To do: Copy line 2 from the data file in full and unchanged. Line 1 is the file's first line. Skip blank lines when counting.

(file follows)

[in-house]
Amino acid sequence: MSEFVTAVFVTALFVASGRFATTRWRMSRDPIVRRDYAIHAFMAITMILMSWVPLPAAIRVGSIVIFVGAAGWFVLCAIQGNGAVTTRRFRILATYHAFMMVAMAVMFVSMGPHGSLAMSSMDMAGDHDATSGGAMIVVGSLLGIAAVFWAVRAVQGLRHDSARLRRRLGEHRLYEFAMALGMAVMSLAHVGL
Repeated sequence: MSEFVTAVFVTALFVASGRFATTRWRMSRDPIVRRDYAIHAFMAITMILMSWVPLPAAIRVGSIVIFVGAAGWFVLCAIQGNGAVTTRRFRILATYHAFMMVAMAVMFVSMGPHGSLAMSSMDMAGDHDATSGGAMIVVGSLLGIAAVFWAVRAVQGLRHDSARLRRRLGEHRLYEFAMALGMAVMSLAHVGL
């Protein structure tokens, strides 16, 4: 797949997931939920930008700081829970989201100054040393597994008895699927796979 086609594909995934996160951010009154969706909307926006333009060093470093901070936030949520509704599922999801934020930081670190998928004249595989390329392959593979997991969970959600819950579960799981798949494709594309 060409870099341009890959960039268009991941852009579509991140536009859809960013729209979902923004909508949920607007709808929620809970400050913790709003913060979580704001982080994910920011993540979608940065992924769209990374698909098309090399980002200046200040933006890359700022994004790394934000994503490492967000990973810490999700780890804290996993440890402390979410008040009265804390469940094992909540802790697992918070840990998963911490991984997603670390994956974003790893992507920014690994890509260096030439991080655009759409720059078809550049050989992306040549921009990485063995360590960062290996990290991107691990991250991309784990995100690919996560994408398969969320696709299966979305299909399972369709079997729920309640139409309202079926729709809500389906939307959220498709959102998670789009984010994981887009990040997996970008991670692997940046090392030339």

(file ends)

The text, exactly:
Amino acid sequence: MSEFVTAVFVTALFVASGRFATTRWRMSRDPIVRRDYAIHAFMAITMILMSWVPLPAAIRVGSIVIFVGAAGWFVLCAIQGNGAVTTRRFRILATYHAFMMVAMAVMFVSMGPHGSLAMSSMDMAGDHDATSGGAMIVVGSLLGIAAVFWAVRAVQGLRHDSARLRRRLGEHRLYEFAMALGMAVMSLAHVGL